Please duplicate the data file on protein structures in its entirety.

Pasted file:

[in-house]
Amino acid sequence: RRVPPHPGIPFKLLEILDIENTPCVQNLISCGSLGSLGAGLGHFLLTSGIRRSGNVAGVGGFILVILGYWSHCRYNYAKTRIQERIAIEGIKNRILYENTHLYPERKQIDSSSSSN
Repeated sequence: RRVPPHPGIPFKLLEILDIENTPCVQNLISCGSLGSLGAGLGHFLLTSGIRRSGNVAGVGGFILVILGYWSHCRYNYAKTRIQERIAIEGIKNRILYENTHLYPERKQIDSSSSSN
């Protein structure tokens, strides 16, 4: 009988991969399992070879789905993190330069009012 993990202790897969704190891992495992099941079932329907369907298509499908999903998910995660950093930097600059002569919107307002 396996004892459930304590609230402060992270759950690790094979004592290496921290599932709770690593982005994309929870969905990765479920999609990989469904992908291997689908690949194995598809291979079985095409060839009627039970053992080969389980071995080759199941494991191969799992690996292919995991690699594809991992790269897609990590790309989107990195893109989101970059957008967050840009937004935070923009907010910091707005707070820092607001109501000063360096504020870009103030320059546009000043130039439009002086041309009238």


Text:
[in-house]
Amino acid sequence: RRVPPHPGIPFKLLEILDIENTPCVQNLISCGSLGSLGAGLGHFLLTSGIRRSGNVAGVGGFILVILGYWSHCRYNYAKTRIQERIAIEGIKNRILYENTHLYPERKQIDSSSSSN
Repeated sequence: RRVPPHPGIPFKLLEILDIENTPCVQNLISCGSLGSLGAGLGHFLLTSGIRRSGNVAGVGGFILVILGYWSHCRYNYAKTRIQERIAIEGIKNRILYENTHLYPERKQIDSSSSSN
């Protein structure tokens, strides 16, 4: 009988991969399992070879789905993190330069009012 993990202790897969704190891992495992099941079932329907369907298509499908999903998910995660950093930097600059002569919107307002 396996004892459930304590609230402060992270759950690790094979004592290496921290599932709770690593982005994309929870969905990765479920999609990989469904992908291997689908690949194995598809291979079985095409060839009627039970053992080969389980071995080759199941494991191969799992690996292919995991690699594809991992790269897609990590790309989107990195893109989101970059957008967050840009937004935070923009907010910091707005707070820092607001109501000063360096504020870009103030320059546009000043130039439009002086041309009238």